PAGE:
Justin Rutledge And The Junction Forty – No Neveralone

Like Damien Jurado or David Ackles, Toronto's Rutledge is a master of gothic understatement. This wintry debut—shrouded in slow-tempo melancholy—is slyly addictive. Against spare backdrops of folk-country guitars, mandolin, piano and the odd banjo, Rutledge sounds weathered beyond his twentysomething years. An array of talent is on hand, not least of which is the reclusive Mary Margaret O'Hara (woefully underused on just one track, "A Letter To Heather"). Otherwise, Rutledge judges the balance perfectly.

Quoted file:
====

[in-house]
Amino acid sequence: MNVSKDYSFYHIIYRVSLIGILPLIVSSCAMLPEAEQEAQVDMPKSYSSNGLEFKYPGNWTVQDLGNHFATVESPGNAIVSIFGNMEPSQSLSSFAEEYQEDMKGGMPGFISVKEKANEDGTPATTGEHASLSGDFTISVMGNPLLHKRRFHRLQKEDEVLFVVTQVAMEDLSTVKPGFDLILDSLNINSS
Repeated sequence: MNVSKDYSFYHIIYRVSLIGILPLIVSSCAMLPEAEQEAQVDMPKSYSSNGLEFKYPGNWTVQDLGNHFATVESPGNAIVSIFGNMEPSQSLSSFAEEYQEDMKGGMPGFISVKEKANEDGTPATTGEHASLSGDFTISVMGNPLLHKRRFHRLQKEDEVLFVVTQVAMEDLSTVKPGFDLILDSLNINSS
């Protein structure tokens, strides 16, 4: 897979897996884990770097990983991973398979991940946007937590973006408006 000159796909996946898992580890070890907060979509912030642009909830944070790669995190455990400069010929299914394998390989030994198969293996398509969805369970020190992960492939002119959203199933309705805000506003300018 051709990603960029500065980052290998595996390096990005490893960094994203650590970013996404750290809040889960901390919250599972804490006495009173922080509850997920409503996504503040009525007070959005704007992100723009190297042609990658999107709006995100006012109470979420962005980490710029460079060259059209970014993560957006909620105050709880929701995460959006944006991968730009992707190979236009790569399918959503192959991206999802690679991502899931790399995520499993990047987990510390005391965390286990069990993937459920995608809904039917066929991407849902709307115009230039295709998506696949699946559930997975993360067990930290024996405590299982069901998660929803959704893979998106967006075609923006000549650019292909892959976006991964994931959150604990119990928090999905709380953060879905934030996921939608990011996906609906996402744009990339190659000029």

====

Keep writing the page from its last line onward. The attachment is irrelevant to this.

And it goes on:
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Like Damien Jurado or David Ackles, Toronto’s Rutledge is a master of gothic understatement. This wintry debut?shrouded in slow-tempo melancholy?is slyly addictive. Against spare backdrops of folk-country guitars, mandolin, piano and the odd banjo, Rutledge sounds weathered beyond his twentysomething years. An array of talent is on hand, not least of which is the reclusive Mary Margaret O’Hara (woefully underused on just one track, “A Letter To Heather”). Otherwise, Rutledge judges the balance perfectly.

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